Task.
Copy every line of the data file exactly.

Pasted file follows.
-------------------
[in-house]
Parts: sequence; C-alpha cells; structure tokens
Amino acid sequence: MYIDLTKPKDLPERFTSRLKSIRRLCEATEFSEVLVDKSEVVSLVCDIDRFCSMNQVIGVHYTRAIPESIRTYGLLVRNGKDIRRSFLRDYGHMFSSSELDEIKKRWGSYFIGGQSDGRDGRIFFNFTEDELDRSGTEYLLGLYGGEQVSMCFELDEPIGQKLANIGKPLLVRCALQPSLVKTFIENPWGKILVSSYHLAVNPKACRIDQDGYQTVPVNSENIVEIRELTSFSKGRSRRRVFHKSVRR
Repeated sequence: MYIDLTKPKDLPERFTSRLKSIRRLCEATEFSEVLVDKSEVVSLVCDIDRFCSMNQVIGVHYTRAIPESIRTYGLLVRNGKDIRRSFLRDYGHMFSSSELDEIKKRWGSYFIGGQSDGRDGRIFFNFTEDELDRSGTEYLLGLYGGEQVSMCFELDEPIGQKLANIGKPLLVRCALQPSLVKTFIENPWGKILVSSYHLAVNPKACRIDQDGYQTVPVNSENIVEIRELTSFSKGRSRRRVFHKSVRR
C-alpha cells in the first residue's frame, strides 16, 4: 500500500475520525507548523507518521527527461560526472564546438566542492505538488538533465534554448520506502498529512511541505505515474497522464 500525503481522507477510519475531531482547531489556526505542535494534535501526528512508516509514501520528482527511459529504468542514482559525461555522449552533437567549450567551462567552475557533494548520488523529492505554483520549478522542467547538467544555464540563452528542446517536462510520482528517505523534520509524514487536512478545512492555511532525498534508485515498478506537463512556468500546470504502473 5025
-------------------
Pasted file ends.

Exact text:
[in-house]
Parts: sequence; C-alpha cells; structure tokens
Amino acid sequence: MYIDLTKPKDLPERFTSRLKSIRRLCEATEFSEVLVDKSEVVSLVCDIDRFCSMNQVIGVHYTRAIPESIRTYGLLVRNGKDIRRSFLRDYGHMFSSSELDEIKKRWGSYFIGGQSDGRDGRIFFNFTEDELDRSGTEYLLGLYGGEQVSMCFELDEPIGQKLANIGKPLLVRCALQPSLVKTFIENPWGKILVSSYHLAVNPKACRIDQDGYQTVPVNSENIVEIRELTSFSKGRSRRRVFHKSVRR
Repeated sequence: MYIDLTKPKDLPERFTSRLKSIRRLCEATEFSEVLVDKSEVVSLVCDIDRFCSMNQVIGVHYTRAIPESIRTYGLLVRNGKDIRRSFLRDYGHMFSSSELDEIKKRWGSYFIGGQSDGRDGRIFFNFTEDELDRSGTEYLLGLYGGEQVSMCFELDEPIGQKLANIGKPLLVRCALQPSLVKTFIENPWGKILVSSYHLAVNPKACRIDQDGYQTVPVNSENIVEIRELTSFSKGRSRRRVFHKSVRR
C-alpha cells in the first residue's frame, strides 16, 4: 500500500475520525507548523507518521527527461560526472564546438566542492505538488538533465534554448520506502498529512511541505505515474497522464 500525503481522507477510519475531531482547531489556526505542535494534535501526528512508516509514501520528482527511459529504468542514482559525461555522449552533437567549450567551462567552475557533494548520488523529492505554483520549478522542467547538467544555464540563452528542446517536462510520482528517505523534520509524514487536512478545512492555511532525498534508485515498478506537463512556468500546470504502473 5025